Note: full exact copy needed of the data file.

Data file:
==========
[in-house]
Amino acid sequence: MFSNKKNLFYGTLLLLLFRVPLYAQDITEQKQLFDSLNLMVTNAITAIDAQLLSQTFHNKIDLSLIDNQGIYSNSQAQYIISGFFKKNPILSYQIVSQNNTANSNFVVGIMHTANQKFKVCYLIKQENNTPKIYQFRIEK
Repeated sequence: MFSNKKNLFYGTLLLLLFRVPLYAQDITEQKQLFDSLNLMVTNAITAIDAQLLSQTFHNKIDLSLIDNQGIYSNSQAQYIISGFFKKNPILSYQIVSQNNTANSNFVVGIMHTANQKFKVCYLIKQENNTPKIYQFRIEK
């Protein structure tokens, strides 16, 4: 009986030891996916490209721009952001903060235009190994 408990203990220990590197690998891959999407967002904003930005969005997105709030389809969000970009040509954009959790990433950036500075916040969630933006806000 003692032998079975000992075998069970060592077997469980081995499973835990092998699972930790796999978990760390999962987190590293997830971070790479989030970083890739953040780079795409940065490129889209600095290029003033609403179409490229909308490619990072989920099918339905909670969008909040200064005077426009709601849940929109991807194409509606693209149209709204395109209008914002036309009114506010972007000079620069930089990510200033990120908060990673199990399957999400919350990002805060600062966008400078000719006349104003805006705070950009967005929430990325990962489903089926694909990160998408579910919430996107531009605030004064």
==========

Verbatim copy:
[in-house]
Amino acid sequence: MFSNKKNLFYGTLLLLLFRVPLYAQDITEQKQLFDSLNLMVTNAITAIDAQLLSQTFHNKIDLSLIDNQGIYSNSQAQYIISGFFKKNPILSYQIVSQNNTANSNFVVGIMHTANQKFKVCYLIKQENNTPKIYQFRIEK
Repeated sequence: MFSNKKNLFYGTLLLLLFRVPLYAQDITEQKQLFDSLNLMVTNAITAIDAQLLSQTFHNKIDLSLIDNQGIYSNSQAQYIISGFFKKNPILSYQIVSQNNTANSNFVVGIMHTANQKFKVCYLIKQENNTPKIYQFRIEK
């Protein structure tokens, strides 16, 4: 009986030891996916490209721009952001903060235009190994 408990203990220990590197690998891959999407967002904003930005969005997105709030389809969000970009040509954009959790990433950036500075916040969630933006806000 003692032998079975000992075998069970060592077997469980081995499973835990092998699972930790796999978990760390999962987190590293997830971070790479989030970083890739953040780079795409940065490129889209600095290029003033609403179409490229909308490619990072989920099918339905909670969008909040200064005077426009709601849940929109991807194409509606693209149209709204395109209008914002036309009114506010972007000079620069930089990510200033990120908060990673199990399957999400919350990002805060600062966008400078000719006349104003805006705070950009967005929430990325990962489903089926694909990160998408579910919430996107531009605030004064």